So if SVB was rewarded for taking these risks that blew it up, that would be bad; that would be “moral hazard.” But the way the Silicon Valley Bank resolution worked is:
What lessons will rational actors take from this? I mean:
- 1.SVB was seized by the Federal Deposit Insurance Corp. on Friday, and by Sunday night the FDIC and other regulators announced that all of SVB’s depositors — including those who were above the FDIC’s usual $250,000 insurance limit — would be able to get all of their money back on Monday. So the depositors were fully rescued.
- 2.The shareholders, bondholders and executives were not: The executives were removed; the shares, which closed at $267.83 last Wednesday, are almost certainly worth zero 3 ; the bonds are also probably impaired and possibly a zero.
And so the question is: Is that moral hazard? Well, not for shareholders and executives and bondholders. I suppose it is moral hazard for depositors, and a resolution of SVB that left depositors with losses would force depositors to pay closer attention to the risks their banks are taking. (Cliff Asness on Twitter: “The moral hazard here is we’ve greatly reduced the incentive for depositors of any size now … to actually give a moment’s thought to the riskiness of where they’re putting their money.”)
- If you are a depositor — in particular, a business that needs more than $250,000 of cash to operate efficiently — you should be much less concerned about risk-taking by your bank, because if your bank fails the government will probably rescue you.
- If you are a bank executive or shareholder or probably bondholder, you should be more concerned about risk-taking by your bank, because you have seen that it can lead to executives and shareholders and bondholders getting zeroed, and that the government won’t rescue you if that happens.
But I think the modern bank-regulatory view is that the point of a bank deposit is that you shouldn’t have to worry about it, and that it is a failure of bank regulation if depositors of any size have “to actually give a moment’s thought to the riskiness” of a bank. (Bank deposits are meant to be “information insensitive.”) There are vast areas of life where we don’t worry about moral hazard. We don’t say things like “the moral hazard of food safety regulation is that we’ve greatly reduced the incentive for consumers to give a moment’s thought to the riskiness of their supermarket’s supply chain.” That’s not a thing you’re supposed to think about!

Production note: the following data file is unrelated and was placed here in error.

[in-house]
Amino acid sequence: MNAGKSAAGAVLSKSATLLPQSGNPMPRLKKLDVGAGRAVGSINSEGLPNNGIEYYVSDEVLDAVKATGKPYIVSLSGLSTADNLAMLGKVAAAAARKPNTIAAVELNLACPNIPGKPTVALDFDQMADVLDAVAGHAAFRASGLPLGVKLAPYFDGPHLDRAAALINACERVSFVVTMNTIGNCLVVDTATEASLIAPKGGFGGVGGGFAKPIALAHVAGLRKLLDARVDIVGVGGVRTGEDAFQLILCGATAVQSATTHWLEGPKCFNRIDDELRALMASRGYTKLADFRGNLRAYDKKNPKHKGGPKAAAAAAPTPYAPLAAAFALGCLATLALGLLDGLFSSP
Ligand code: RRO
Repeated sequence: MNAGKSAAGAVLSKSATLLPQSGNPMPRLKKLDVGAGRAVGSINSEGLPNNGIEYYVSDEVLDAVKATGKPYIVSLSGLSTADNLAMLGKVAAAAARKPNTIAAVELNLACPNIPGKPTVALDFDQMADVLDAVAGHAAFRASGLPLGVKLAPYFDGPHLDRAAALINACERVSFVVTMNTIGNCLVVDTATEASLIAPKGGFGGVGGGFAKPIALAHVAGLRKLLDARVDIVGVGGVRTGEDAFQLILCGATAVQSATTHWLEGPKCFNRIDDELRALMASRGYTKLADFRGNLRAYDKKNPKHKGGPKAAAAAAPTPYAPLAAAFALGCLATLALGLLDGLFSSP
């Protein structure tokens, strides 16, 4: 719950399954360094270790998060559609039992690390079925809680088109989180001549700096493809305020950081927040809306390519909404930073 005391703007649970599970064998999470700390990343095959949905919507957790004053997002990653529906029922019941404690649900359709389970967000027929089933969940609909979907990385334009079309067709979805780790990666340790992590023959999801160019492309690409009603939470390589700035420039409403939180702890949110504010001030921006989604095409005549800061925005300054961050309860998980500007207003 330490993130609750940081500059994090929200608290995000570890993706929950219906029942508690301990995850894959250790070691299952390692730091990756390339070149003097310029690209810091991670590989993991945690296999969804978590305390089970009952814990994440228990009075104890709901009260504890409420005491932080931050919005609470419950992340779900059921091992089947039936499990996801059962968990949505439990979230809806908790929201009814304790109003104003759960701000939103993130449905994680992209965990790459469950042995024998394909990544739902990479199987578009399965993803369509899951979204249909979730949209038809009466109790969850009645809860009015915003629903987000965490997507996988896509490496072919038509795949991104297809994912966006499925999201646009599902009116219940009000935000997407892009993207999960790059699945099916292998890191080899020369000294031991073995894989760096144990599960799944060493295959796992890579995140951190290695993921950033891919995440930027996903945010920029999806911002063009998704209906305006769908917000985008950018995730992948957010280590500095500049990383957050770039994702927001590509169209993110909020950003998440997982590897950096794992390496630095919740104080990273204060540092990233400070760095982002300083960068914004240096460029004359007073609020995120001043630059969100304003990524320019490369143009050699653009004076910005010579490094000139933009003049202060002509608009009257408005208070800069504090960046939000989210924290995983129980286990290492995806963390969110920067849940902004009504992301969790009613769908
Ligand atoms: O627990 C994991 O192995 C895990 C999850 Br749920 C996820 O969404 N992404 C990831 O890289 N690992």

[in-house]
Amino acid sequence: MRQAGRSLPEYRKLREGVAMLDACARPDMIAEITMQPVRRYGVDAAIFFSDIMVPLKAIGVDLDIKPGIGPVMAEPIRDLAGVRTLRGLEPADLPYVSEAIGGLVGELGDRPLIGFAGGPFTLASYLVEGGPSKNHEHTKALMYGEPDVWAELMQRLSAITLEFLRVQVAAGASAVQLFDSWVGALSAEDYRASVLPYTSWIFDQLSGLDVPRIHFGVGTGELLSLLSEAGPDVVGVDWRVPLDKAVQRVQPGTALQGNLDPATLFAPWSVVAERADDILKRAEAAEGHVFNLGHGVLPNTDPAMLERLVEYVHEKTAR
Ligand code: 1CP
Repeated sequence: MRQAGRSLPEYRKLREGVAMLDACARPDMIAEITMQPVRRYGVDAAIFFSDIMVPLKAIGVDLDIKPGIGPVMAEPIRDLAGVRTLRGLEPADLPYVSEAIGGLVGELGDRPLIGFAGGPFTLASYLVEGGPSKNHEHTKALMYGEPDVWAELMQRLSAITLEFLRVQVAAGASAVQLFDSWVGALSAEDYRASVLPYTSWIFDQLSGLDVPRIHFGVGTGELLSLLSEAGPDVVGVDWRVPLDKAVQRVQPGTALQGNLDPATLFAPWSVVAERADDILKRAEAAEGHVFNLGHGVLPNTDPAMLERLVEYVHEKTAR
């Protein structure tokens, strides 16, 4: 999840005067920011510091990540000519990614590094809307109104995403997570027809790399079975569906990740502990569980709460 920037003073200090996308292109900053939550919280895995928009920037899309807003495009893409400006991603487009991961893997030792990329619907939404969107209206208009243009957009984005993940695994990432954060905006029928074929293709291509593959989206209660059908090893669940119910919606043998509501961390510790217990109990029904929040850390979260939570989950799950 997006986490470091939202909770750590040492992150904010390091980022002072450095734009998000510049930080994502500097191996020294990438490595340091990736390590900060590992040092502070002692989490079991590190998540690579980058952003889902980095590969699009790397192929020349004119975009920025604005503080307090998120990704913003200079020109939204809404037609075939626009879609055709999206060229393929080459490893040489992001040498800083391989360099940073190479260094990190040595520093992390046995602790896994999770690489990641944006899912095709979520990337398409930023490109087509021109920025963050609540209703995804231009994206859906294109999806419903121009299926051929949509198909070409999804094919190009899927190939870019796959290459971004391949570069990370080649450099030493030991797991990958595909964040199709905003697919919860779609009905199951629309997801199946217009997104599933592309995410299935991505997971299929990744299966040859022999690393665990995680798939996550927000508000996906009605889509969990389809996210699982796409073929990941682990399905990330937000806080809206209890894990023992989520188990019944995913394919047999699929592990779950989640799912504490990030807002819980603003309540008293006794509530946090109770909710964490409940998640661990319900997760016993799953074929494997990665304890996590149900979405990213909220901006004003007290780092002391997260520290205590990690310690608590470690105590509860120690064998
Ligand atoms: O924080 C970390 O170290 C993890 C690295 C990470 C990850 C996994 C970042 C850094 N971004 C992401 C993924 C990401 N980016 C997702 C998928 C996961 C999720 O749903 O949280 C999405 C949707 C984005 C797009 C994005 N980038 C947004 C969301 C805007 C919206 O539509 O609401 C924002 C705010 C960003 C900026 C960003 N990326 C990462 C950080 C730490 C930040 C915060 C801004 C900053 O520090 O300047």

Similarly the riskiness of a bank’s asset/liability mix is absolutely a thing that lots of people — bank executives, bank directors, bank regulators, bank shareholders, bank derivatives counterparties — are supposed to think about. 4 But not, generally, in 2023, depositors. Opening a bank account, for an individual human but also for a business that needs more than $250,000 in cash to conduct business efficiently, is not meant to be a high-stakes investment decision that requires extensive due diligence. 5 It’s a bank account! It’s just supposed to work. 6
This is not a universal view. In the olden days, bank depositors did think more about their bank’s creditworthiness, and I suppose there is a market-discipline argument that, like, if depositors monitor creditworthiness then only the good banks will attract deposits and so the bad banks won’t be able to grow and take risks. But in practice I do not think anyone would much like a market where depositors evaluate banks on their creditworthiness. For one thing, doesn’t it sound exhausting? Don’t you have better things to do? For another thing, SVB’s depositors kind of did that: They woke up one day, noticed that SVB’s balance sheet was bad, and withdrew all their money at once, leading to a banking crisis. Why do we want more of that? For a third thing, the likely outcome of a rule like “only deposit money in banks you are sure won’t fail” would probably be to drive more deposits to giant too-big-to-fail banks, which is maybe a fine outcome economically but not likely to be popular.